• chickens hollering until after 9 to be let out and fed

And then I wonder why I have a bad day, feel like a terrible mother/person/entrepreneur, get nothing done and feel generally like shit. 

For me, this is a lesson I come back to time and time again.  Its rarely the big things that make me feel like a success or a failure. Its the small things - checking things off my list, having time to make sure everyone gets off to school and work without sobbing, and that all important cup of tea when I sit down at my desk. If I can get these small details right the big things flow a lot easier.

So, this morning I was up at the crack, walked the dogs, made my list for the day and, already at 8:37am, I have been able to check 2 things off of it. Now its head down to get Shawls 2 in layout and off to print...and maybe have another cup of tea. 

Getting Things Done (a Kat Guide)

IMG_1338 Over the weekend, Kat and I were following on avidly with the World Domination Summit. One of the things I love most about Kat is that we get excited by the same geeky things - we can talk inspiration and motivation and business, without the eye rolling or blank stares that so often accompany these conversations in real life.

One of the things that stuck with me as we were following along with the tweets a quote from Darren Rowse:

Inspiration without implementation is empty.

Heck yeah! It struck a particular code, as I had a bit of week of dropping the balls last week - moving from new idea to new idea and not finishing anything. I am generally good at keeping myself in line, but when I lose it - it is chaos. Absolute. Utter. Chaos. (plus it usually costs me money).

Like you, I am busy. My todo lists are eye wateringly ambitious on a daily basis. I bet yours are too. We pack so much in to every single day. Kids, house, friends, family, work, bills.  It really never ends.

Here are my tips (that I usually, but not always) follow for getting things done:

1. Start with the end in mind. Be really clear about what you need to get done and work back from there. If you don't know where you are going, you can't figure out how to get there. E.g. I knew I wanted to write a blog post with some bullet points.

2. Have a time limit. I know I have 25 minutes to write this blog post. I will get it done in that time. If I had hours, it would take hours. That is how tasks and time work.

3. Have a system. Now, I am not a very organised person, but its something that I am working on. I have written before about my system of postit notes and highlighters, which really helps me visualise what I need to do. However, for most things, I use Evernote. Its a new addition to my life, but already invaluable. I keep a folder that has my actions for the day, a set of folders for all of the different areas of my businesses and a folder for all of the ideas I want to do something with but can't - my Back Burner. I really like Making Ideas Happen by Scott Belsky.  His book is really helping me think through the systems I use.  Kat M has been reading his other book (a free Kindle library book) and says its great as well.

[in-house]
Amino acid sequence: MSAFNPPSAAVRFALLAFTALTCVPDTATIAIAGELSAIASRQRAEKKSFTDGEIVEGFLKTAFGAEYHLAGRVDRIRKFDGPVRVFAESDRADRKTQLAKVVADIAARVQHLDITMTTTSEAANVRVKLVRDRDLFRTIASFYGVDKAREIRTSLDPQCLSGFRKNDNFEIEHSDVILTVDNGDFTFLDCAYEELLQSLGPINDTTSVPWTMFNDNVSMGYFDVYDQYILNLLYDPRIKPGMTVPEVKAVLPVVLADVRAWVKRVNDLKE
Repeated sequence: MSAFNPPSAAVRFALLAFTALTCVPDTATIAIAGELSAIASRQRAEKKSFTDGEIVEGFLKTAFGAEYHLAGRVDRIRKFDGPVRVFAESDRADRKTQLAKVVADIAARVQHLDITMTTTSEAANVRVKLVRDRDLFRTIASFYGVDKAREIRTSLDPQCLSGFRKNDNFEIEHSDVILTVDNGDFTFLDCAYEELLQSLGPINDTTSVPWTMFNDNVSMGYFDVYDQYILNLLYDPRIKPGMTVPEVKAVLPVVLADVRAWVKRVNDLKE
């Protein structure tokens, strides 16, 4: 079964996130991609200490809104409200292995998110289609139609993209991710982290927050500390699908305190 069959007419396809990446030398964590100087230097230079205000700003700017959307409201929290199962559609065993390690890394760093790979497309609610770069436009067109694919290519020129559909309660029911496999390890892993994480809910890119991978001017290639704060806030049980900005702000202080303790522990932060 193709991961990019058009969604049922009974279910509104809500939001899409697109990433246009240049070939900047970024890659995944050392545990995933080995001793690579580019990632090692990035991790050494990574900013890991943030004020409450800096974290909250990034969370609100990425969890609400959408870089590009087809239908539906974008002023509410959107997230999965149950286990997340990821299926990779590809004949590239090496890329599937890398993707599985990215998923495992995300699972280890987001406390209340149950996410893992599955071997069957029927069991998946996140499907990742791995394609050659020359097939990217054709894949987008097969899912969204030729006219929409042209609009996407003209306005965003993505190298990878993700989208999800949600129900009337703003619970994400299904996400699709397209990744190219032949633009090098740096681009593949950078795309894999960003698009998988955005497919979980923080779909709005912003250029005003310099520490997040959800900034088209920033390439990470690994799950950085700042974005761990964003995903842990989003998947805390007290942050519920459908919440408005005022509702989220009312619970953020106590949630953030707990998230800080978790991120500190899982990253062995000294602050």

4. Avoid distractions. I use Self Control on my Mac to stop emails from popping up or twitter from distracting me when I have a task to finish. Its not fool proof, but it stops the temptation.  I also block a couple of notoriously distracting websites when I am working.

5. Plan your time. Looking ahead, I know that I struggle to write when children are in the house, so I plan my work accordingly. I try to have a couple of easier tasks to do if I am having to work with the kids around. Usually, this is my latest deadline crochet project. Or I rope kids in to help.

6. Eat Your Frogs for Breakfast. I can't remember where I heard this first, but I love it. I always start my day with the thing I want to do least (emails), but then, they are done. I don't let it over take my day though.  I am at my best in the morning, so do try to do most of my writing then.

7. Show up and do the work. This is directly lifted from Liz Gilbert, but from the moment I watched her TED talk, it has been the single thing that has grounded me to my work. Sometimes, there is a whole bunch of stuff I really do not want to do.Sometimes, I am stuck on a design and it will not come, but I have to at least turn up. I have to sit and work at it and that totally sucks. But, I have to. It is my job to show up and do it (this also applies to laundry)


***my developer has fixed the problems with my original website template crashing certain browsers.  However, if you have problems in ANY way, can you let me know?  Thanks!***


***Material list for Crochet Camp will be out tomorrow. Sorry for the delay, I need one more thing to fall into place! There are still a few kits left, but we are getting close to them running out.**